City fresh Caterers in Roxbury, Massachusetts, is nourishing the Boston area in more ways than one. The ethnic- food catering business grew out of a career devel-opment class that co-founder Glynn Lloyd, 28, taught at a local community center. While teaching the class, Lloyd recognized a need to create jobs and businesses in the community.
"When we were catering," says Lloyd, "we saw [ethnic food] as a niche to grow into." Lloyd founded the business with Jonathan Ruelas, 24, whom he met through com-munity service work. A third part-ner, Earl West, 23, contributed capital and handles delivery and accounts management. The part-ners now manage 17 employees.
"We've had a lot of support from the community," says Lloyd. The Empowerment Center in Boston, which assists small businesses in myriad ways, provided the start-up with technical advice and loans soon after the company was founded in 1994. In fact, the center led them to a finance company that lent them the capital to sign their first big deal: senior meal service Meals on Wheels.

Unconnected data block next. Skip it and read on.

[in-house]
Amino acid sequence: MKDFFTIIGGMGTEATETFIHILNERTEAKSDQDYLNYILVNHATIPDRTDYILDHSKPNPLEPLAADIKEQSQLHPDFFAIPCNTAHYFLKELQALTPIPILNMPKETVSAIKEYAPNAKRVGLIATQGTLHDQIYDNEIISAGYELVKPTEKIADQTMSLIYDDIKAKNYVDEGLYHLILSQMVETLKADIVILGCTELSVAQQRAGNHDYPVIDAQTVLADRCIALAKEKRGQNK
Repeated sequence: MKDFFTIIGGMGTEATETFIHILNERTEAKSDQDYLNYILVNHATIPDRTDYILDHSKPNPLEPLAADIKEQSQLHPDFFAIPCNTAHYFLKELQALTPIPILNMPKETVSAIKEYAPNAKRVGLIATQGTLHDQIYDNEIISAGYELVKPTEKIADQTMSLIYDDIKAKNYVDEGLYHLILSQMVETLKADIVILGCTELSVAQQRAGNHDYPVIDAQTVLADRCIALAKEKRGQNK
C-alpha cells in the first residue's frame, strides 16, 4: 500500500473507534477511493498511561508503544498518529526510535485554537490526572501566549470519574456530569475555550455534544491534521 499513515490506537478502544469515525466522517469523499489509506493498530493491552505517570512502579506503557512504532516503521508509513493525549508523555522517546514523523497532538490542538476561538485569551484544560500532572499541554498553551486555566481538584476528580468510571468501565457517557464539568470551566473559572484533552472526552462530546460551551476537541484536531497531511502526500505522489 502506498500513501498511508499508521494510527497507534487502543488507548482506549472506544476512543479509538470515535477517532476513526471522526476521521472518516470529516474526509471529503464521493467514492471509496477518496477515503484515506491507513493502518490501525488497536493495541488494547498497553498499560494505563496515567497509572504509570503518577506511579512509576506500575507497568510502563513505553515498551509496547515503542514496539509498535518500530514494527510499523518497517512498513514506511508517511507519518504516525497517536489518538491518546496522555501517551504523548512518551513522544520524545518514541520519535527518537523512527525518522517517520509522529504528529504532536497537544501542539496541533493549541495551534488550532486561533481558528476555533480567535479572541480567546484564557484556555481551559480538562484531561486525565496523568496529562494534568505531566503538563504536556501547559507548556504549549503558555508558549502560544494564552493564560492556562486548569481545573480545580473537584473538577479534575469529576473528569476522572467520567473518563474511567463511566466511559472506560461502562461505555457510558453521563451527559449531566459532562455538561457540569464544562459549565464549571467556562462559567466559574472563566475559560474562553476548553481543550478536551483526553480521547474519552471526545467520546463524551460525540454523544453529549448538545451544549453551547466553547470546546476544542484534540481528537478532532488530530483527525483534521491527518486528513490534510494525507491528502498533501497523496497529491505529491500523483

Today, Meals on Wheels accounts for 75 percent of the company's business. The other 25 percent includes special-events catering, but Lloyd says they're beginning to pursue more corporate accounts to secure a more steady revenue stream. Cooking up 300 African-American, Spanish and Caribbean meals daily, City Fresh estimates sales of $500,000 for 1996.
"But we're not just about making money," says Lloyd. "We want to set an example that small businesses can lead the way."
With plenty more mouths to feed in Beantown, these three young entrepreneurs may have found their meal ticket.